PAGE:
So you’ve finally grabbed your meditation pillow, picked out that perfect meditation spot, and found 20 minutes in your day in which to turn your focus inward. Sitting in lotus position you close your eyes and begin to focus on your breath. You’re good for about 10 seconds when all of a sudden a thought comes into your head so compelling that it launches you on a 5 minute drama before you finally realize that you’ve forgotten about your breath. Fear not young meditation journeyperson, you’re exactly where you’re supposed to be. For most beginning meditators, and even those well versed in the practice for that matter, staying with the breath without distraction is the exception rather than the norm.
Buddhist practitioner Bodhipaksa discusses the exception in his latest Wild Mind post. Called jhāna, the meditation state where a person is able to stay with one’s experience occurs when the mind is calm and free from distractions. According to Bodhipaksa, there are four level of jhāna, each level deeper than the previous and only possible with right concentration.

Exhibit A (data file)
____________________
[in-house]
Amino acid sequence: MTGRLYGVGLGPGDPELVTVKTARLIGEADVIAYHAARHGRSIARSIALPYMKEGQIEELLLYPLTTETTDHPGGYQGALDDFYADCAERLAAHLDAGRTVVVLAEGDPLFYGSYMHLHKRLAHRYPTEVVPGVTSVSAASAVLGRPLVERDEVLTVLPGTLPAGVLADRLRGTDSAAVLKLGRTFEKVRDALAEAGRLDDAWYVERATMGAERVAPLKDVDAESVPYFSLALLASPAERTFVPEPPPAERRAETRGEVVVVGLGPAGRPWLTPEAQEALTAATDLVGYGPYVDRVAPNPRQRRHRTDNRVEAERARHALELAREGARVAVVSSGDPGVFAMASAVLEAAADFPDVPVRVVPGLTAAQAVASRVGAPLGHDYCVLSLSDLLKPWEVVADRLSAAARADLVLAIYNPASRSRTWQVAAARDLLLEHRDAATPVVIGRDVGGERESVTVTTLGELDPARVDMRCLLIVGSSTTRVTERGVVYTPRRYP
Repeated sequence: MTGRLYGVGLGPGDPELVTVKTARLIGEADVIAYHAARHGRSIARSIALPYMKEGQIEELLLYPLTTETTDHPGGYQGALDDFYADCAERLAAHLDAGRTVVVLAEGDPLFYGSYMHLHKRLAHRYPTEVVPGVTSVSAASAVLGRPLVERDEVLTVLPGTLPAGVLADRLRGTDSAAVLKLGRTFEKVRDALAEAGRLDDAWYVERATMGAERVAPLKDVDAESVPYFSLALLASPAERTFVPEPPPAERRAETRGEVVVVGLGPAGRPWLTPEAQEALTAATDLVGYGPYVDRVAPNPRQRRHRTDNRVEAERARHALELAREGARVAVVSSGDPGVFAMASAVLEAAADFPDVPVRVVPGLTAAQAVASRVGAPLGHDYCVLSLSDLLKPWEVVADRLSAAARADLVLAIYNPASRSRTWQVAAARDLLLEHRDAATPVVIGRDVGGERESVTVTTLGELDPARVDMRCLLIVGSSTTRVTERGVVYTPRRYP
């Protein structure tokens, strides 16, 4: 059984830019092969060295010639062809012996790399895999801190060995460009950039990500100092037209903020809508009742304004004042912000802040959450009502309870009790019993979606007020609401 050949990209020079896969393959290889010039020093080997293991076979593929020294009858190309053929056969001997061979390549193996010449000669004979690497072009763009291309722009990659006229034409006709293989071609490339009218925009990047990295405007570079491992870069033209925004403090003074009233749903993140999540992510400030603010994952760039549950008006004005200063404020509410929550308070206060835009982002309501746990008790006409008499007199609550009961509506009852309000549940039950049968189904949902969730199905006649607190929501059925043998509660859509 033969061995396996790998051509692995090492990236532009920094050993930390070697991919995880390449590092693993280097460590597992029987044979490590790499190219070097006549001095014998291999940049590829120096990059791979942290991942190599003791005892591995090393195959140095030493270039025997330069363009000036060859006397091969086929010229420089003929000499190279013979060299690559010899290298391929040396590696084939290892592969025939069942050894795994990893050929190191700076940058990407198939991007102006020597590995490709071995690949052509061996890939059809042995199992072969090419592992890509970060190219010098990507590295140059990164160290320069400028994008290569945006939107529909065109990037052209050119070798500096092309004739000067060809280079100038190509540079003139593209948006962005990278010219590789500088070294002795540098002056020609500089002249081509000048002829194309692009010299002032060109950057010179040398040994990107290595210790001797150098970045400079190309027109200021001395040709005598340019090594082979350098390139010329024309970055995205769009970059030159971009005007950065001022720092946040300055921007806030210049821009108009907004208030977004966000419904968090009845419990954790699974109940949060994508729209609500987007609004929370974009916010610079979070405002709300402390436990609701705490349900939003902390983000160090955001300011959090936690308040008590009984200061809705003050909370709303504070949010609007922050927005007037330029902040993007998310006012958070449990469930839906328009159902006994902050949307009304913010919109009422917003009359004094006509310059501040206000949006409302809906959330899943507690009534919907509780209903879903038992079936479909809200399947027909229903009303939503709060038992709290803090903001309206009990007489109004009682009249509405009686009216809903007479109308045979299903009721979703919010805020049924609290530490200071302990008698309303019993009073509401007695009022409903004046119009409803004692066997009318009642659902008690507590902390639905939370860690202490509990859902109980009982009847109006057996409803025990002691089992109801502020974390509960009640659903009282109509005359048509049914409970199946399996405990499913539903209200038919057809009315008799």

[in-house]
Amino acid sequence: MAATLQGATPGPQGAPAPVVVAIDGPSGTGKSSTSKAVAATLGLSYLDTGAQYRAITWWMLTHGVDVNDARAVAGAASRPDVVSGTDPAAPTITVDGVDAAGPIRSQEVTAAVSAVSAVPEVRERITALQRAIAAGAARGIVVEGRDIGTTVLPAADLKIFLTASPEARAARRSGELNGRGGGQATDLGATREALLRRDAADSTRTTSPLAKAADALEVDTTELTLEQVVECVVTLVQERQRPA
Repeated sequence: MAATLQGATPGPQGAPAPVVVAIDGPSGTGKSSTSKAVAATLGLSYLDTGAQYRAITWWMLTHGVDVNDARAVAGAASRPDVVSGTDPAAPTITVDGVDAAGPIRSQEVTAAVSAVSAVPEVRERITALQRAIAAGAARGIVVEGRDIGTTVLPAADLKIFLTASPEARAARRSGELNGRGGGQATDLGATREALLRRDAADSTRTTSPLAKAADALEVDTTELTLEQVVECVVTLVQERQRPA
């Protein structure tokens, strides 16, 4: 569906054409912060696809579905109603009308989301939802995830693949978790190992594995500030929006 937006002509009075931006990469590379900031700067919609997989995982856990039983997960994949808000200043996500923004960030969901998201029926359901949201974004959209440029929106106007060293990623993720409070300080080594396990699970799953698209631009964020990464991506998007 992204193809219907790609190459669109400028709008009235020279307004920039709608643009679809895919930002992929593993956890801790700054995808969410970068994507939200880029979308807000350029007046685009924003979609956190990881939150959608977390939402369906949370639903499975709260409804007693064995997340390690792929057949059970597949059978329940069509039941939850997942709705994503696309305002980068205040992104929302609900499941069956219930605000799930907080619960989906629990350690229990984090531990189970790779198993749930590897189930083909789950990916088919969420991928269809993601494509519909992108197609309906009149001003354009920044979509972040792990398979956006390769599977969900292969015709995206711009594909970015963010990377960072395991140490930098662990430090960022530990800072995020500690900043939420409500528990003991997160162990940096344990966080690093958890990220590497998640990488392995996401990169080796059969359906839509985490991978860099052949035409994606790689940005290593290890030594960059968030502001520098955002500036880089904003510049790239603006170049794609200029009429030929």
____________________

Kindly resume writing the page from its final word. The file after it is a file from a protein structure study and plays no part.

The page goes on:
So if we’re serious about freeing ourselves and others from suffering, we should be serious about deepening our experience of jhāna. How, then, can we move beyond having jhāna as an experience we sometimes stumble into accidentally, and make it more of a regular occurrence in our meditation? Getting into jhāna is easier than you might think. I’m going to outline an approach that I’ve found to be useful in cultivating jhāna. Before we begin, I’m assuming that outside of your meditation practice you have trained yourself to be reasonably ethical. After all, you meditate with the same mind that you carry around in the rest of your life. My approach is based on an adaptation of the traditional list of jhāna factors that’s found in the suttas (early Buddhist scriptures). In the suttas we find that there are four “jhāna factors” described.
Read more from Bodhipaksa about meditation and the the four level of jhāna here.